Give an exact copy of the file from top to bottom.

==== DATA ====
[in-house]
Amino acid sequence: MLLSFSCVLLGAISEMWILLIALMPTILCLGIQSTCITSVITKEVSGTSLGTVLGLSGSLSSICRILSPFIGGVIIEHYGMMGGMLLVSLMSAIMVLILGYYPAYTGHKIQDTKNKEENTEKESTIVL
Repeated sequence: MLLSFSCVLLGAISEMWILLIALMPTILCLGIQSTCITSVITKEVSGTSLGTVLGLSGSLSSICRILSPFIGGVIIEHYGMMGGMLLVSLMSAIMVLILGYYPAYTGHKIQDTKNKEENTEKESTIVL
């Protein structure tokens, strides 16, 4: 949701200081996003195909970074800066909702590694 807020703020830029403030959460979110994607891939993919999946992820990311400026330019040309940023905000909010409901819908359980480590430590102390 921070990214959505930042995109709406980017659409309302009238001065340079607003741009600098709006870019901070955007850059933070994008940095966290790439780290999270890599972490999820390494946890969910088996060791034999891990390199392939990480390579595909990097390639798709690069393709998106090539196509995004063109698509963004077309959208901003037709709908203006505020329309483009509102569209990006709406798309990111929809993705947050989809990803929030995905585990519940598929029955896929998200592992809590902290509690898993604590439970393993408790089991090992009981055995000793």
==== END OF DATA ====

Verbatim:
[in-house]
Amino acid sequence: MLLSFSCVLLGAISEMWILLIALMPTILCLGIQSTCITSVITKEVSGTSLGTVLGLSGSLSSICRILSPFIGGVIIEHYGMMGGMLLVSLMSAIMVLILGYYPAYTGHKIQDTKNKEENTEKESTIVL
Repeated sequence: MLLSFSCVLLGAISEMWILLIALMPTILCLGIQSTCITSVITKEVSGTSLGTVLGLSGSLSSICRILSPFIGGVIIEHYGMMGGMLLVSLMSAIMVLILGYYPAYTGHKIQDTKNKEENTEKESTIVL
């Protein structure tokens, strides 16, 4: 949701200081996003195909970074800066909702590694 807020703020830029403030959460979110994607891939993919999946992820990311400026330019040309940023905000909010409901819908359980480590430590102390 921070990214959505930042995109709406980017659409309302009238001065340079607003741009600098709006870019901070955007850059933070994008940095966290790439780290999270890599972490999820390494946890969910088996060791034999891990390199392939990480390579595909990097390639798709690069393709998106090539196509995004063109698509963004077309959208901003037709709908203006505020329309483009509102569209990006709406798309990111929809993705947050989809990803929030995905585990519940598929029955896929998200592992809590902290509690898993604590439970393993408790089991090992009981055995000793």